On Better Farming website, some anonymous postings have accused small flock and backyard chickens for spreading the avian influenza infection, pointing to "many" small flocks with AI.
The USDA has a web page listing the site of the recent AI outbreaks. Downloading the listing and doing some statistical analysis of the data, we get the following information.
|Table 1: Bird Flu statistics for USA|
A total of 71 flocks have been infected; 60 commercial flocks, and 11 backyard flocks. That means that 84.5% of all the US infections are at commercial establishments.
Of course, the commercial flocks are huge CAFO's (Concentrated Animal Feed Operations), with many thousands of birds. Of all the birds infected, 99.9% of them are commercial chicken factory birds.
Bird Flu Risk: CAFO of Small Flockers?
In the 2012 US agricultural census, there were 198,272 commercial egg laying poultry farms, and 32,935 commercial broiler farms, for a total of 231,207 commercial poultry farms in USA. While that is a huge number of commercial farms, the number of flocks at small flock farms and backyard chickens is orders of magnitude larger. Why then, are 85% of the disease outbreaks coming from commercial operations that are less than 10% of the total number of US flocks?
I suggest it's because the CAFO chicken factories are a hotbed of disease and unhealthy birds; a powder keg waiting for a wayward & negligent bird flu match to be tossed in. CAFO's are a Bird Flu powder keg because CAFO's are based on biologically improper techniques and processes. When you have chicken factory coop congestion, and a large number of birds than mill around amongst all others, any infection will quickly spread to most other birds. The more birds infected, the greater the risk of infecting the remaining birds. The infection spreads like wildfire in a CAFO chicken factory.
It has been shown that Bird Flu can be transmitted by air through aerosols and dust. That fact applies to all the birds inside the CAFO factory barn, as well as the farm's other CAFO factory barns that are right beside the infected barn. It also means other CAFO factory farms that are downwind of the infected farm.
Once infected, a CAFO often spreads the infection to neighbouring CAFO's, in spite of all their pontification, boasting, and false bravado about their super duper biohazard isolation procedures and quarantines. Their questionable quarantines are like a leaky sieve; the infection easily passes through to the next CAFO victim, time & again.
Small Flockers are generally based on better methods, so the get infected at a significantly lower incidence rate. If a small flock farm happens to get infected in spite of protection from better techniques, the infection tends to stay isolated, rather than becoming the well or vector from which the disease is spread to other flocks.
WorldWatch Institute reports
Sustainable farming advocates insist that backyard chickens are less of a concern than factory-farmed poultry, which the Pew Commission on Industrial Farm Animal Production has said poses serious risks of transmitting animal-borne diseases to human populations, especially due to the prevalence of antimicrobial resistance.Chicken Farmers of Ontario ("CFO") also reported that Ontario's small flock poultry farmers generally respected bio-security precautions and protocols. See Blog posting "Are Small Flockers competent to care for live birds?" and CFO's poster which absolves Small Flockers from being the scapegoat for biosecurity risks. It is interesting that CFO has subsequently removed that poster from their website. I wonder why?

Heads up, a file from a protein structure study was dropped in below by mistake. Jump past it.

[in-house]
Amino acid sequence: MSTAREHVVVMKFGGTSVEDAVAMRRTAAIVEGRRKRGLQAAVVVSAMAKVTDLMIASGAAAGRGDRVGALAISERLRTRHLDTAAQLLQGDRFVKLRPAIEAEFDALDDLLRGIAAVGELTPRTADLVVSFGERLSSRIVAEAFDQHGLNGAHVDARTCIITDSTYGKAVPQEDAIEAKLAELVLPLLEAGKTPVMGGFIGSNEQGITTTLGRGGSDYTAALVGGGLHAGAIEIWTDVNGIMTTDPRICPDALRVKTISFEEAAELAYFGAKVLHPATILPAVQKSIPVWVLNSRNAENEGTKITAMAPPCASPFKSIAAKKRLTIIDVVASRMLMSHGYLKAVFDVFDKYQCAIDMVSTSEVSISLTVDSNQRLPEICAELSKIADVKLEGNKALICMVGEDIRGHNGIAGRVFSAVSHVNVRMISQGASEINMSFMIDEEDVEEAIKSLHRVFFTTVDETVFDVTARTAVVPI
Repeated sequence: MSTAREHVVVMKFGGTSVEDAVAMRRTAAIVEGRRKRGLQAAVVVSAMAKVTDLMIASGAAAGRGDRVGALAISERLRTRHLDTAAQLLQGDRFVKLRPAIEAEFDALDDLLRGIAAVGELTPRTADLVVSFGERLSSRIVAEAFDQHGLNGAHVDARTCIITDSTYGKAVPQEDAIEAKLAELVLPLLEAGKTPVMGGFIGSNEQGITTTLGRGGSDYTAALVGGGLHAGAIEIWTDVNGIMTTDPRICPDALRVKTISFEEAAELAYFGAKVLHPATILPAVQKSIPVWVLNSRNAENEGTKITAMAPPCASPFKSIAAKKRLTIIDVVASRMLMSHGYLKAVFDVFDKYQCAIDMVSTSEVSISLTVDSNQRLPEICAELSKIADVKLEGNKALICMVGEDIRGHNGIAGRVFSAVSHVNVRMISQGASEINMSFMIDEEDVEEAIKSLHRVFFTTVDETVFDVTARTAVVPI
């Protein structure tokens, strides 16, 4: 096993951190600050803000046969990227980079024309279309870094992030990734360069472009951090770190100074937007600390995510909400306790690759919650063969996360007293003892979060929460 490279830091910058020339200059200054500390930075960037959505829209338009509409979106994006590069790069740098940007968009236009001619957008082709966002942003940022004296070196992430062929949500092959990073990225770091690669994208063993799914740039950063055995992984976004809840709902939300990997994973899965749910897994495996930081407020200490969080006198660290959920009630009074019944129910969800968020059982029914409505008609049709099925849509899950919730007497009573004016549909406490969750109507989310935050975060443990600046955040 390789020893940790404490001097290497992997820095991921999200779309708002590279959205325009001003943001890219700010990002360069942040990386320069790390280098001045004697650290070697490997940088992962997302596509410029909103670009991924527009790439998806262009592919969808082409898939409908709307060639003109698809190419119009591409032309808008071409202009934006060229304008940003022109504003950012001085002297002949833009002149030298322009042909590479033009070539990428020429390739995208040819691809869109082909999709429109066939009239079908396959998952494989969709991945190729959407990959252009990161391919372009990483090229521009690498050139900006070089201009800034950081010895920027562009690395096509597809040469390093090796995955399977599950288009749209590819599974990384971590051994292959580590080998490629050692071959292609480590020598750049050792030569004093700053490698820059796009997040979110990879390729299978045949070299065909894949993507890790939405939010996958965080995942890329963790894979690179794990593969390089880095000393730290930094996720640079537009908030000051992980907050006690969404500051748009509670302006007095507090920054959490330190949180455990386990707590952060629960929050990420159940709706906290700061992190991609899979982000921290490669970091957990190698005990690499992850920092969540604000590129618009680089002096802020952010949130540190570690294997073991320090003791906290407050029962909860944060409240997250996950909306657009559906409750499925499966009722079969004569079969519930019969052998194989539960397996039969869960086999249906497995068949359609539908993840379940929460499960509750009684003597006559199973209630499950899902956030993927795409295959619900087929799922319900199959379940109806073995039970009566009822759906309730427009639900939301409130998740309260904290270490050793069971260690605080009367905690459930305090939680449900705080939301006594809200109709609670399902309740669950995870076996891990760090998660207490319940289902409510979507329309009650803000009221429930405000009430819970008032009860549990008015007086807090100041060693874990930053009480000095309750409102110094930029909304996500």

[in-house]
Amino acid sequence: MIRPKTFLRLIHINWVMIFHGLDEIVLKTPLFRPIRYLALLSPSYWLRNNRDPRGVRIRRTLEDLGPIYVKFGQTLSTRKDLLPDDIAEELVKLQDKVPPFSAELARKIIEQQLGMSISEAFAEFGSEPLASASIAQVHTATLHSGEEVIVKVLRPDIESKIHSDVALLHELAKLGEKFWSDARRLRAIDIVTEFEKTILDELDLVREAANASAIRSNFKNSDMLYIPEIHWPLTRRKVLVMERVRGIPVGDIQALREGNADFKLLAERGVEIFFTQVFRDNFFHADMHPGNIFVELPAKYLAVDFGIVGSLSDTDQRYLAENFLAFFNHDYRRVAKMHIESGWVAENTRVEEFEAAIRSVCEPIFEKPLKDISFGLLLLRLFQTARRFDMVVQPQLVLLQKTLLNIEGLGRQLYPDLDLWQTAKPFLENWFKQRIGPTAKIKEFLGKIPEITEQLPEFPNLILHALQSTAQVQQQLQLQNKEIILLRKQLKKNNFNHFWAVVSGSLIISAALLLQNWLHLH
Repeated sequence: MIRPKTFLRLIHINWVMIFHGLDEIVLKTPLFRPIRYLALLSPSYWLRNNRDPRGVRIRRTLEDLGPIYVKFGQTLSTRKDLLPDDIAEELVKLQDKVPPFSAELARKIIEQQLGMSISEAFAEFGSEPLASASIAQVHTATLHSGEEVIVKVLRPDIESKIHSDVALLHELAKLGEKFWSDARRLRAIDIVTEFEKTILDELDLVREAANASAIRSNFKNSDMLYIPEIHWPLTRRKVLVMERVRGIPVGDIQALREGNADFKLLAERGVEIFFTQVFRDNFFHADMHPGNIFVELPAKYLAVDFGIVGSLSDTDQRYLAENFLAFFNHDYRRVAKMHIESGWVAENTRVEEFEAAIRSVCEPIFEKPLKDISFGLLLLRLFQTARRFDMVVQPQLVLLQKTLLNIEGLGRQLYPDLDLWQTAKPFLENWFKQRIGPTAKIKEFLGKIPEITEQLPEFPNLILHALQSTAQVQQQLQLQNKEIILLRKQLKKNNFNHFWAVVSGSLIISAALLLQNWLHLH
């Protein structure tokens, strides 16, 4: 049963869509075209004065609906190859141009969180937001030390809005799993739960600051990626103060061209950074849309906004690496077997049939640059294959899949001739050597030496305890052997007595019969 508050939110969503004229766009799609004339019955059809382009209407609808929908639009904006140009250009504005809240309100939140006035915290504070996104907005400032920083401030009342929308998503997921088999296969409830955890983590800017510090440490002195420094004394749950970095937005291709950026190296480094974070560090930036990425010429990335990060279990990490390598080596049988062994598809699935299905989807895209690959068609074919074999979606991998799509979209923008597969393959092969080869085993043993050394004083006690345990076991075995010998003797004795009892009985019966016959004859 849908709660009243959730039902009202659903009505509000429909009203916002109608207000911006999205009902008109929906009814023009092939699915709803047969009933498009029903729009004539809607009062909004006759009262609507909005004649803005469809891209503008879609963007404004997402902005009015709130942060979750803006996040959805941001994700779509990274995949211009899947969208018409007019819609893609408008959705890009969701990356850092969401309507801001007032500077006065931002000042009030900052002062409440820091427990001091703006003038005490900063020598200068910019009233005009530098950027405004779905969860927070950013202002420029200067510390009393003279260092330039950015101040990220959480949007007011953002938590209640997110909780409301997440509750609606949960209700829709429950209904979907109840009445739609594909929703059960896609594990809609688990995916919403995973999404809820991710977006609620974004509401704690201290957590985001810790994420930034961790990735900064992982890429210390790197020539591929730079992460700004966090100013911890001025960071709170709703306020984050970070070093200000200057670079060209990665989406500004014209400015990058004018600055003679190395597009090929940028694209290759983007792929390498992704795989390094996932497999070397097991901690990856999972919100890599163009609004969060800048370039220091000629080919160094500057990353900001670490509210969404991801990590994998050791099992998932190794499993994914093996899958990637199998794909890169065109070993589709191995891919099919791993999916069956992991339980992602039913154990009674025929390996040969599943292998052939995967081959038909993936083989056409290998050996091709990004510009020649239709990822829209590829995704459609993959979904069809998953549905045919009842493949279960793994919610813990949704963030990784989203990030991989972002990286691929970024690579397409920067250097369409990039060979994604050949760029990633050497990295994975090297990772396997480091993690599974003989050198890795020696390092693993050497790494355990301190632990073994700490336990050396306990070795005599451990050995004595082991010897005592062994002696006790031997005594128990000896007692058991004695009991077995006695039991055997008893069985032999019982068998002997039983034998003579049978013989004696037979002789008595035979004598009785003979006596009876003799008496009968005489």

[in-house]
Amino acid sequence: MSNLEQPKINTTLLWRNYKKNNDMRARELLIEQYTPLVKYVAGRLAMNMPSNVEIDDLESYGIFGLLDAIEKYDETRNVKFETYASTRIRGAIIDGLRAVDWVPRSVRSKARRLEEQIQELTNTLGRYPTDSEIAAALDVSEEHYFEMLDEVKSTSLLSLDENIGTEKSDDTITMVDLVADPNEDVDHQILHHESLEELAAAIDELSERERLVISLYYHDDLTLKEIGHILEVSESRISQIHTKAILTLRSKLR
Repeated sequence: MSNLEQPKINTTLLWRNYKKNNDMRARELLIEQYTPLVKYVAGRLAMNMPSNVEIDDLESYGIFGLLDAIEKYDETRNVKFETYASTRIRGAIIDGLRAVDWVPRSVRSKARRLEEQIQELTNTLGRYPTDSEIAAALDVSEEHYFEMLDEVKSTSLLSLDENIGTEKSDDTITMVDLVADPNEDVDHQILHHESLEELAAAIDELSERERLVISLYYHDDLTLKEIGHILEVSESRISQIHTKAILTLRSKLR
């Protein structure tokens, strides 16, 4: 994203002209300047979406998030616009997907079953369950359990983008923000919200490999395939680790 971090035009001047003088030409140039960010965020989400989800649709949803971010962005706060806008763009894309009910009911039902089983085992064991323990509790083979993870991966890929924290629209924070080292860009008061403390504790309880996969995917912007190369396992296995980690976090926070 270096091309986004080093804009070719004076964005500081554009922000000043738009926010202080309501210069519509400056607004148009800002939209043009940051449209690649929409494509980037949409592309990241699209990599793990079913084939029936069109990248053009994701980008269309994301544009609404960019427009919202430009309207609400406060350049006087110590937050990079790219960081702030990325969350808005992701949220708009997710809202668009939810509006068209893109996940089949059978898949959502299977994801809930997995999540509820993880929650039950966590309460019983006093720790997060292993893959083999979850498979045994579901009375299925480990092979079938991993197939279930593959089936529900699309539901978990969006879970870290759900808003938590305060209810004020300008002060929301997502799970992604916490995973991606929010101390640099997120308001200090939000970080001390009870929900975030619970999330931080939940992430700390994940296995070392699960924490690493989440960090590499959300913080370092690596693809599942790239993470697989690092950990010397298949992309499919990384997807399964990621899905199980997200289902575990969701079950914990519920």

"When it comes to bird flu, diverse small-scale poultry farming is the solution, not the problem," the international sustainable agriculture organization GRAIN concluded in a 2006 report.
Alerting Small Flockers to Bird Flu Risks
As of Feb. 23, 2015 CFO declares it will communicate biosecurity risks & events to Small Flockers when there is a biosecurity alert or disease outbreak. This is a major sea change for CFO, from their previous policy of dichotomy (or schizophrenic) polarization of ignoring Small Flockers, or harassing them. However, here we are in an outbreak, and we have a communication blackout from CFO to Small Flockers.
It is misguided for me to judge others by my personal beliefs and standards. However, I suggest it is reasonable to judge CFO by CFO's own standards and principles.
The only thing that CFO, Hatcheries, and the Egg Board has done is a simple, token effort of posting alerts on their Small Flock website, leaving it to Small Flockers to check back there on a daily basis to discover if there are any alerts.
Is it reasonable to expect 15,000 small flock farmers in Ontario to check that website on a daily basis?
CFO has the contact info for all Small Flockers in their CFO database. CFO sends email alerts to their 1,400 millionaire members on a regular basis. Is it reasonable for CFO to push a button to send an email alert to each & every Small Flocker, alerting them of incidents, recommendations, and changing risks?
On that basis, CFO gets an F- grade.
However, Ecological Farmers of Ontario ("EFAO") sent a Bird Flu alert email out to all Small Flockers listed on their database.
Active alert communications by EFAO are far superior than the passive, limp communication efforts by CFO.
Therefore, SFPFC sends out two communiques:
- A big Thank-you ! for the enlightened concern and voluntary, helpful effort of EFAO.
- An insulting raspberry to the semi-silence of CFO, when they should be communicating and alerting Small Flockers on an active basis.